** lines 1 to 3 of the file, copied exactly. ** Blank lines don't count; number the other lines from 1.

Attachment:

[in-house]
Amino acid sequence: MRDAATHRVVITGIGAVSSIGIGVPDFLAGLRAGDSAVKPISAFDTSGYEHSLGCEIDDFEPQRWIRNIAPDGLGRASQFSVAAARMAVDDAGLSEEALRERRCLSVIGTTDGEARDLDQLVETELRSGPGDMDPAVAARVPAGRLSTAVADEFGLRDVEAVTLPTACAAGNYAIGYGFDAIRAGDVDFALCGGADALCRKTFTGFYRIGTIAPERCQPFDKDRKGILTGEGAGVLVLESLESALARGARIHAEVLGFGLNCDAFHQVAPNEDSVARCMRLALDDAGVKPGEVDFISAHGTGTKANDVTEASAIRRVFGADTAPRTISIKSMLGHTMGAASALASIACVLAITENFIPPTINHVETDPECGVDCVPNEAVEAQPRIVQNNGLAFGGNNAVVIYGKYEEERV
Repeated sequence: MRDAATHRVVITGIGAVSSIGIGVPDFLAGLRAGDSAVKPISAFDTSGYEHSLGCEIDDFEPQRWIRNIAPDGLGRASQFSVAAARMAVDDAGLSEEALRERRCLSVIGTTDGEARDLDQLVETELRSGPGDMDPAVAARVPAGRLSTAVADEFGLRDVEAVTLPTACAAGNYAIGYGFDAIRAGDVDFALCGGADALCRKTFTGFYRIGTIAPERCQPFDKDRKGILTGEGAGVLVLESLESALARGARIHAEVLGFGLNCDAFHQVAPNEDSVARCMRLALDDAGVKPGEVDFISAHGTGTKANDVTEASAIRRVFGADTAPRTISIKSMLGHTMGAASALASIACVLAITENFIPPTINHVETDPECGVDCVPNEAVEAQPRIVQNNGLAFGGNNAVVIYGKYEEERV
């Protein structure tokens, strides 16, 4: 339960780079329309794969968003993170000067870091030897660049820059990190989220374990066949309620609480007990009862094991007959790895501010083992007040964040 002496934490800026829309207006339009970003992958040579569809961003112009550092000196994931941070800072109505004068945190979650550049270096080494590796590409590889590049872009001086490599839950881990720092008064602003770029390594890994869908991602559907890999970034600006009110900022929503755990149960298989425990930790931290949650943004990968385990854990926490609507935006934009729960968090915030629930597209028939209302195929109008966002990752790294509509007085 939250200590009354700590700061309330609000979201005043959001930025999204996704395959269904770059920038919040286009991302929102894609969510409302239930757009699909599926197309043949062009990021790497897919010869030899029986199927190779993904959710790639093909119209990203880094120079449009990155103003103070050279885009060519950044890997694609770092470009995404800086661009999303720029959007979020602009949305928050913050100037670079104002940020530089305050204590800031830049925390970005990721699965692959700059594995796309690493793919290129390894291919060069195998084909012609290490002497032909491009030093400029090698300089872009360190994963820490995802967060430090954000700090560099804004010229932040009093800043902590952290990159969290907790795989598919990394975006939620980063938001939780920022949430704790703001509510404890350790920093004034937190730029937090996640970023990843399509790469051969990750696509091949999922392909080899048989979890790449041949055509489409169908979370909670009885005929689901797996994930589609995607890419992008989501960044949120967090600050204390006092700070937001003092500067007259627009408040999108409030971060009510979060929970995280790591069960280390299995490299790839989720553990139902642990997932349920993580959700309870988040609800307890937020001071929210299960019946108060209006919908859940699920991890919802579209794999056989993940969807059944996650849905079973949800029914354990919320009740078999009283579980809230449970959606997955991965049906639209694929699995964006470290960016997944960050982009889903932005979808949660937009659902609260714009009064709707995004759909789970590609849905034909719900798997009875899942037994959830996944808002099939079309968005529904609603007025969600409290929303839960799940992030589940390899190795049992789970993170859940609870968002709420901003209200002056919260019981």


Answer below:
[in-house]
Amino acid sequence: MRDAATHRVVITGIGAVSSIGIGVPDFLAGLRAGDSAVKPISAFDTSGYEHSLGCEIDDFEPQRWIRNIAPDGLGRASQFSVAAARMAVDDAGLSEEALRERRCLSVIGTTDGEARDLDQLVETELRSGPGDMDPAVAARVPAGRLSTAVADEFGLRDVEAVTLPTACAAGNYAIGYGFDAIRAGDVDFALCGGADALCRKTFTGFYRIGTIAPERCQPFDKDRKGILTGEGAGVLVLESLESALARGARIHAEVLGFGLNCDAFHQVAPNEDSVARCMRLALDDAGVKPGEVDFISAHGTGTKANDVTEASAIRRVFGADTAPRTISIKSMLGHTMGAASALASIACVLAITENFIPPTINHVETDPECGVDCVPNEAVEAQPRIVQNNGLAFGGNNAVVIYGKYEEERV
Repeated sequence: MRDAATHRVVITGIGAVSSIGIGVPDFLAGLRAGDSAVKPISAFDTSGYEHSLGCEIDDFEPQRWIRNIAPDGLGRASQFSVAAARMAVDDAGLSEEALRERRCLSVIGTTDGEARDLDQLVETELRSGPGDMDPAVAARVPAGRLSTAVADEFGLRDVEAVTLPTACAAGNYAIGYGFDAIRAGDVDFALCGGADALCRKTFTGFYRIGTIAPERCQPFDKDRKGILTGEGAGVLVLESLESALARGARIHAEVLGFGLNCDAFHQVAPNEDSVARCMRLALDDAGVKPGEVDFISAHGTGTKANDVTEASAIRRVFGADTAPRTISIKSMLGHTMGAASALASIACVLAITENFIPPTINHVETDPECGVDCVPNEAVEAQPRIVQNNGLAFGGNNAVVIYGKYEEERV